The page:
Grandparent visitation laws vary from state to state. Under Illinois law, a grandparent who wants to see her grandchild regularly must show that a parent’s actions and decisions to deny visits are harmful to the child’s mental, physical or emotional health.
The circuit court held that Cindy’s voluntary visits with Elias didn’t create any problems and that Alice had tried to let a “natural relationship develop.” It was only after Cory filed his petition for visitation rights with the family court that Alice stopped Cindy from visiting her grandson. According to the circuit court, this showed that Alice’s denial of visitation was “merely retaliatory and punitive and patently unreasonable.”
The court also found that all other grounds for denying visitation rights to Cindy were unreasonable. Alice said she found Cindy “very intimidating” and didn’t like to be around her. Alice and her mother testified that Cindy didn’t show respect for Alice as a parent, yet they had few specific examples that warranted Alice’s decision to keep Cindy away from her grandson.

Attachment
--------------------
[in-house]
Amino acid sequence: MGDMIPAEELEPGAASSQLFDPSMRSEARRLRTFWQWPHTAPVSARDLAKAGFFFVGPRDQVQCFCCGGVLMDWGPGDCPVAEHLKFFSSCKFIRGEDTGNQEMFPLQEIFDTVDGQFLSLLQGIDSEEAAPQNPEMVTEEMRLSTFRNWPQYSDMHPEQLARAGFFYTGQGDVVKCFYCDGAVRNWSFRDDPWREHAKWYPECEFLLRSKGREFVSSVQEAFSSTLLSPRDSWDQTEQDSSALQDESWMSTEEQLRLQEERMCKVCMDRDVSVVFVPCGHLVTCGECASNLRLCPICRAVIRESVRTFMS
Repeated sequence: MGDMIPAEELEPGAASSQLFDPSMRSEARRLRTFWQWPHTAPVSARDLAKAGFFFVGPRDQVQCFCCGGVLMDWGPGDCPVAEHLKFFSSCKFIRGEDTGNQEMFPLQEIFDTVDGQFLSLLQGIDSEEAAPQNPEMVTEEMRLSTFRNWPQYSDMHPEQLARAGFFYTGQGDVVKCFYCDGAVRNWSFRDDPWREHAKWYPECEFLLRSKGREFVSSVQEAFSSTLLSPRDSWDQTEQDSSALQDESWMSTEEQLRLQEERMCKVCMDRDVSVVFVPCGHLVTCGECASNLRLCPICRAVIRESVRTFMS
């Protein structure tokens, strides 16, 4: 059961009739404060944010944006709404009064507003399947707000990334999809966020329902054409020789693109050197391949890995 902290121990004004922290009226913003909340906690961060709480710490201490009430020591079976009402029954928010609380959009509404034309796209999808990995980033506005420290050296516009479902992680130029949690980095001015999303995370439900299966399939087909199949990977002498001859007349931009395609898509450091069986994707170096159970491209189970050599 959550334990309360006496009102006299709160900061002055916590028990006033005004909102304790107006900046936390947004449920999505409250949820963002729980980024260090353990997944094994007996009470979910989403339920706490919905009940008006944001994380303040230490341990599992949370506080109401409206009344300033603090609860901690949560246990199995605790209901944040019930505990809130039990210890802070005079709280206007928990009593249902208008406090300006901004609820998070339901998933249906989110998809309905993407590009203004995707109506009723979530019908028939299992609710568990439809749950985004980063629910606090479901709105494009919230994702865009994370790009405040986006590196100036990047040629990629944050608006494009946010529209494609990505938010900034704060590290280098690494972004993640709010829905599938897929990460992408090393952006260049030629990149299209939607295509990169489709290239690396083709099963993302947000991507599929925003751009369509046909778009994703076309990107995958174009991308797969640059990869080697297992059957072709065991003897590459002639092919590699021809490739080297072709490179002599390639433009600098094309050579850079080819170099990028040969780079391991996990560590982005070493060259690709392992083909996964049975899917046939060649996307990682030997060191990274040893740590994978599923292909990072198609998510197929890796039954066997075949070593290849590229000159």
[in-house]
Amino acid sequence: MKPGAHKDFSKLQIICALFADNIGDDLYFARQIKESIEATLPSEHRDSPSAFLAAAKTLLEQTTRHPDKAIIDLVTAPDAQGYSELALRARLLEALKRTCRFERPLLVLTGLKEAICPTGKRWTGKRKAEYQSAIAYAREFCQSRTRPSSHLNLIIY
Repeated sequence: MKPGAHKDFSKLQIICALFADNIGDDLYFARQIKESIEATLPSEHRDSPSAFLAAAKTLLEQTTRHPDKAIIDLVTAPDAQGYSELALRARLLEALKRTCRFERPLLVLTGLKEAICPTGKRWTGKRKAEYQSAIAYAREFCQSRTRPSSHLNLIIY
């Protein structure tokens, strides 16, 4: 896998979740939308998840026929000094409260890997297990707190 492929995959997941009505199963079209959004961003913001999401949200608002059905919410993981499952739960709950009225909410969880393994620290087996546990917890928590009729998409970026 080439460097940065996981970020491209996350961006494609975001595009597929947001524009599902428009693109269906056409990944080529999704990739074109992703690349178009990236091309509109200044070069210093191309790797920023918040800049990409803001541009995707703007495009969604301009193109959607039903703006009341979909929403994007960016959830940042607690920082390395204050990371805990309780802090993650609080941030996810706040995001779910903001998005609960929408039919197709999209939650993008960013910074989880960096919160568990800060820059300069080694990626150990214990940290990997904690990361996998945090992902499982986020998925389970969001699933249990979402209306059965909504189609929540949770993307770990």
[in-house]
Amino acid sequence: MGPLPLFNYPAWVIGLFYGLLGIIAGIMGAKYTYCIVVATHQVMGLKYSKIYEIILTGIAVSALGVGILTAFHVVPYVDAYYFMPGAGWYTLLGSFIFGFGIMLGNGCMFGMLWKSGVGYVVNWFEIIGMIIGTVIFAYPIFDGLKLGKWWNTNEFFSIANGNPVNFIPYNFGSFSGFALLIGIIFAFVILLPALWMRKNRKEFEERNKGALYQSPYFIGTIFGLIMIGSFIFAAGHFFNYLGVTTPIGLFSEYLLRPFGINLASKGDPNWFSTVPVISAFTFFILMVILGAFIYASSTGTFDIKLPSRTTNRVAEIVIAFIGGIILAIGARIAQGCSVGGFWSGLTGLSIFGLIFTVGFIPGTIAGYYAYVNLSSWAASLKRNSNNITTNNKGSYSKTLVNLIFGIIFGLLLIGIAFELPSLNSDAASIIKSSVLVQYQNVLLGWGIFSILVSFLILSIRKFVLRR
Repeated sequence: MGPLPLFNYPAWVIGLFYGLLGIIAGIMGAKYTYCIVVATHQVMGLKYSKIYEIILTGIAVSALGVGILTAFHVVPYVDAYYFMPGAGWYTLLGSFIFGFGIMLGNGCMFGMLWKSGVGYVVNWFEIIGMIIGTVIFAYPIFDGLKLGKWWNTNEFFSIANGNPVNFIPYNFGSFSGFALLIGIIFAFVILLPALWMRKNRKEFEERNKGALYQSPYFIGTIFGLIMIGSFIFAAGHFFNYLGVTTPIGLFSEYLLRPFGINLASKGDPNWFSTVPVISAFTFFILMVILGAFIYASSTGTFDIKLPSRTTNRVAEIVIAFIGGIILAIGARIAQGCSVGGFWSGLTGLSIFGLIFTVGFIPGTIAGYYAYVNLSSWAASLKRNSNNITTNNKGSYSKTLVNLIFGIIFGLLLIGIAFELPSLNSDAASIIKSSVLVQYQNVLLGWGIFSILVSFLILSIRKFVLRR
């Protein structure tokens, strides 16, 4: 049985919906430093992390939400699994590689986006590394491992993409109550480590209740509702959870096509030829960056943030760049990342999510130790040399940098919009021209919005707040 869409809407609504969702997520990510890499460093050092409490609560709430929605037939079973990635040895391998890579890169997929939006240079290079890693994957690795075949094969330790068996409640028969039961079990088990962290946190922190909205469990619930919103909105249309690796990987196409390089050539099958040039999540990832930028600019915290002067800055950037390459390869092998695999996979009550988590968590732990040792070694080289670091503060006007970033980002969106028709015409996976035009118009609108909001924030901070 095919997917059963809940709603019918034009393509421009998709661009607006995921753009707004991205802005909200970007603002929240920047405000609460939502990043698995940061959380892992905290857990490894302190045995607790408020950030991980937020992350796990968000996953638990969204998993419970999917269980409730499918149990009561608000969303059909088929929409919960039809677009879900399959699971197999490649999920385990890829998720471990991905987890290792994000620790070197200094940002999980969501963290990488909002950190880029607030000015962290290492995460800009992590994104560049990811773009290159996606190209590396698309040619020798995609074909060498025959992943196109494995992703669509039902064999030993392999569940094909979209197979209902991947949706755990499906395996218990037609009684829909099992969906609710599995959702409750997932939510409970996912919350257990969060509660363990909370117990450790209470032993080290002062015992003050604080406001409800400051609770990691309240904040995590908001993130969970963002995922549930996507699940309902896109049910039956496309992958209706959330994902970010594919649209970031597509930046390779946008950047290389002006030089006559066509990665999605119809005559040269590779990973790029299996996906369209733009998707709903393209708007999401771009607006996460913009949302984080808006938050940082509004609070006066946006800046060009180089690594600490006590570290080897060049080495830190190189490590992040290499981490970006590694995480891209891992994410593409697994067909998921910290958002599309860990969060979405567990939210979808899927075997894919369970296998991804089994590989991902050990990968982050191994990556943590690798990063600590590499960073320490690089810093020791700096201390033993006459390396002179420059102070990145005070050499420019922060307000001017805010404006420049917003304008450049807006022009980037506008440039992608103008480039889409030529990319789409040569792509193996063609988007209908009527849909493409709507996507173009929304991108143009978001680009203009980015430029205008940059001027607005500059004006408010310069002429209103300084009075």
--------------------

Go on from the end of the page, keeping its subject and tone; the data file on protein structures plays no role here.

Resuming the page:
In addition, Cindy convinced the court that Alice’s refusal to let her visit Elias was harmful to the child. The injury was “not something that you can put in the sense of a direct emotional harm,” the court said, but Elias would be hurt by never knowing a grandparent who loved him.
The court ruled that as long as Elias’s relationship with Cindy does not undermine his relationship with his mother, Cindy has a right to see her grandson. Alice appealed the ruling, but the higher court confirmed the decision. Cindy now visits with Elias once a month for three hours at a time, unsupervised.
Alice is appealing the decision to the state supreme court.
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